Advice about Mud Fever

About Mud Fever

Mud fever is caused by a bacterium known as dermatophilus congolensis that penetrates chapped, damaged or softened skin and thrives in wet conditions. Therefore the condition is more common during the winter months. Mud fever occurs mostly around the coronet, heels and pastern in horses but can also occur higher on the leg or belly.

Symptoms of Mud Fever

The legs develop weepy sores which lead to scabs. In severe cases the leg may swell and the horse may develop lameness. Horses or ponies with heavy feather on the leg can be particularly prone to mud fever in extremely muddy conditions, as the hair becomes covered in wet mud and remains damp. Horses with white legs and pink skin are also more prone to mud fever.

Treatment of Mud Fever

To treat mud fever, clip the hair, clean the legs thoroughly and soften the scabs by applying a dilute antiseptic solution or washing the legs with an antibacterial shampoo. Gently remove the scabs, dry thoroughly and then treat the area with a mud fever product or apply an antibiotic cream twice daily. In severe cases of mud fever where the leg has been swollen antibiotic treatment may be needed.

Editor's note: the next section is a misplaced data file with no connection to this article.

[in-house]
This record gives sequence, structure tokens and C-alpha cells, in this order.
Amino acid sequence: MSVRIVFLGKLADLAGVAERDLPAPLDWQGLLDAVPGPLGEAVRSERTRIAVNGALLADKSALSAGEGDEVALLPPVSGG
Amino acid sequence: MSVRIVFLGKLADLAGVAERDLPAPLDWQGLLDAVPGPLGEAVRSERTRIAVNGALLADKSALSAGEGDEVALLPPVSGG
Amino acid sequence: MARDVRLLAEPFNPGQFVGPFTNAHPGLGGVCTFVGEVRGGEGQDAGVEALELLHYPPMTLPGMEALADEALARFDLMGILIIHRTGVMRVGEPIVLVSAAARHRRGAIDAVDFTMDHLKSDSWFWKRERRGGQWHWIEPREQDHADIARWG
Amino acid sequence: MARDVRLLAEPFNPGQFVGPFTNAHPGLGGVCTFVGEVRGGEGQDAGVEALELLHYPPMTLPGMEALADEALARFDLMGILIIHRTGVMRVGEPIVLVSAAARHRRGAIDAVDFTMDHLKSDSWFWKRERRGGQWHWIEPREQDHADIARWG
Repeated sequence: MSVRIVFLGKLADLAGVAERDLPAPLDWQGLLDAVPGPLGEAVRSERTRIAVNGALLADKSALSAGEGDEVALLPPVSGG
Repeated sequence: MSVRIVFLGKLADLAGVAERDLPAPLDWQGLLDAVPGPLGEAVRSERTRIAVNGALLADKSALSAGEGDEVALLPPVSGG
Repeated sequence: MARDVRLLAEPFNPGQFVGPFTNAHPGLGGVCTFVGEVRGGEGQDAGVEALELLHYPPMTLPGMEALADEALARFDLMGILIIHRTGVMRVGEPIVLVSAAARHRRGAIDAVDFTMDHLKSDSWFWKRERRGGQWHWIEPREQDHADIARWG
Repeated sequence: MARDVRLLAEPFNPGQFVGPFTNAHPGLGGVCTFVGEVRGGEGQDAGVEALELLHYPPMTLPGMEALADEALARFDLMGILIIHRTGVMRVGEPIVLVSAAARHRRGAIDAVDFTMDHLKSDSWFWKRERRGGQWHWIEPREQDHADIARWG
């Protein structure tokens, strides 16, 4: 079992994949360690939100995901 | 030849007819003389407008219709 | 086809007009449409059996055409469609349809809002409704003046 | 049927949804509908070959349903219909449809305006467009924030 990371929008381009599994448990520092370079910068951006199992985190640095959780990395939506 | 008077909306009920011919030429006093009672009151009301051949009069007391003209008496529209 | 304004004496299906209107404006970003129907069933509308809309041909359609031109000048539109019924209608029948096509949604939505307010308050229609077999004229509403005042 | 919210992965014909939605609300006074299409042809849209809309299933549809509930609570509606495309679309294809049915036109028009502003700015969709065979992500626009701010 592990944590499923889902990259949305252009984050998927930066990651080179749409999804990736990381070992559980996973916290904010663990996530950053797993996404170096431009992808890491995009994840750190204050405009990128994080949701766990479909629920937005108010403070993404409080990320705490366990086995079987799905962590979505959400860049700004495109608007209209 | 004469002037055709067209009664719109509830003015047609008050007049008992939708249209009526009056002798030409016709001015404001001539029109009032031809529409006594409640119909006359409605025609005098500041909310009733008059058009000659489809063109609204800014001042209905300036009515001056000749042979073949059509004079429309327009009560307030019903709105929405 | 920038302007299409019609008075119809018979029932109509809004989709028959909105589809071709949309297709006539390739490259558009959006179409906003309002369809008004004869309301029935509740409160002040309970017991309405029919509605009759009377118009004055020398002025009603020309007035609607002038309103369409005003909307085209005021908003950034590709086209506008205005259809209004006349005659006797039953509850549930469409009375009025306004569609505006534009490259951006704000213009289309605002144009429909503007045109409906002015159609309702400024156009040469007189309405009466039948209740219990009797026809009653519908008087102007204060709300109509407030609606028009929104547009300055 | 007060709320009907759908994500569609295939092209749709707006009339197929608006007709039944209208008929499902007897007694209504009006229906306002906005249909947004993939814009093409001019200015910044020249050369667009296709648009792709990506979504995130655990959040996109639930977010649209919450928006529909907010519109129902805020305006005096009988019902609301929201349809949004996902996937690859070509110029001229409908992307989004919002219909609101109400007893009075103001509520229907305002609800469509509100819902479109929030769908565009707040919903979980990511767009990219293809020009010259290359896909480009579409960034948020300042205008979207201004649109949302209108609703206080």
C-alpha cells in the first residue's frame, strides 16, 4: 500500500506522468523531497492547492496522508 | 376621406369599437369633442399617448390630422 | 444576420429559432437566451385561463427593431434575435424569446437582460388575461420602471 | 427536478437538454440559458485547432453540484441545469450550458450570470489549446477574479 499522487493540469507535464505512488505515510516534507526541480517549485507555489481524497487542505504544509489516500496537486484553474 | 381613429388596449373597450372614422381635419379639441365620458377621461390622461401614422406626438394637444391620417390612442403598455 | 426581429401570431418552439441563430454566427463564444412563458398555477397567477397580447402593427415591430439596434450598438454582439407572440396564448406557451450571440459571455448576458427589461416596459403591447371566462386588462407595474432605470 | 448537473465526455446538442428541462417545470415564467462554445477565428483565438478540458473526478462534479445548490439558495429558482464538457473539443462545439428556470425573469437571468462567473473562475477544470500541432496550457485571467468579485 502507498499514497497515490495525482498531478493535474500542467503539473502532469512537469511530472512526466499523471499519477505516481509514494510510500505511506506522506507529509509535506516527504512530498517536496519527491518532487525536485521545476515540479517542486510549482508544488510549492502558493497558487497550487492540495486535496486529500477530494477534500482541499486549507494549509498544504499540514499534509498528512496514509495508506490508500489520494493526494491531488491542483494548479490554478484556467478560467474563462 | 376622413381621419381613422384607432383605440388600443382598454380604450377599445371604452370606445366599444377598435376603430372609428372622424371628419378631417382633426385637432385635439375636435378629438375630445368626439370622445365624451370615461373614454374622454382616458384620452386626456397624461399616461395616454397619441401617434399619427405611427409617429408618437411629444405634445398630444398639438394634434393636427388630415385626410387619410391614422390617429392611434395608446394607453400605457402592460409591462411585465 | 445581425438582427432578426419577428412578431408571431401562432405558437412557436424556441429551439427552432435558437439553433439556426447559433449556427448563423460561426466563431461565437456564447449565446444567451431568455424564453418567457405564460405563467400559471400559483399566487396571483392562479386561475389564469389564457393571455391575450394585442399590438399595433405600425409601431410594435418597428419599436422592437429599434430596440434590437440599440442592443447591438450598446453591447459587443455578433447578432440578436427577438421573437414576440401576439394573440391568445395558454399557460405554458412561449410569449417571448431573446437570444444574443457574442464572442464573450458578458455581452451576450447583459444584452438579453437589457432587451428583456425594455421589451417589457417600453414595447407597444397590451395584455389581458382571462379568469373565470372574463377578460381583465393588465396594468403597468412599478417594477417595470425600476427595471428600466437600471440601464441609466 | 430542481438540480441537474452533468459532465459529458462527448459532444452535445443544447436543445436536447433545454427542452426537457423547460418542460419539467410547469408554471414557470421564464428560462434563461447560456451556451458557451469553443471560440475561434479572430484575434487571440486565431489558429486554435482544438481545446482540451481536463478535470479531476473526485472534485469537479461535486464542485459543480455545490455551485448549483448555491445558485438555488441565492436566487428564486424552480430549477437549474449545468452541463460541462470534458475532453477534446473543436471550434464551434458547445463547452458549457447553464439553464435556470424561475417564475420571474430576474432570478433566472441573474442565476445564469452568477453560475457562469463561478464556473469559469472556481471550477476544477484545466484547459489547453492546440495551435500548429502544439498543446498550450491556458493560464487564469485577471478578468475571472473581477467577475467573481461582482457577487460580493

Once the mud fever has been treated the skin may remain tender and applying a soothing cream such as zinc or castor oil can ease this.

Prevention of Mud Fever

Mud fever can be prevented by bringing the horse or pony in periodically to allow the legs to dry completely and brushing off all mud.

There are also a variety of barrier creams that can be applied to dry, clean legs to protect the skin to help prevent mud fever and leg wraps and bandages that can be worn in the field designed to help prevent mud fever.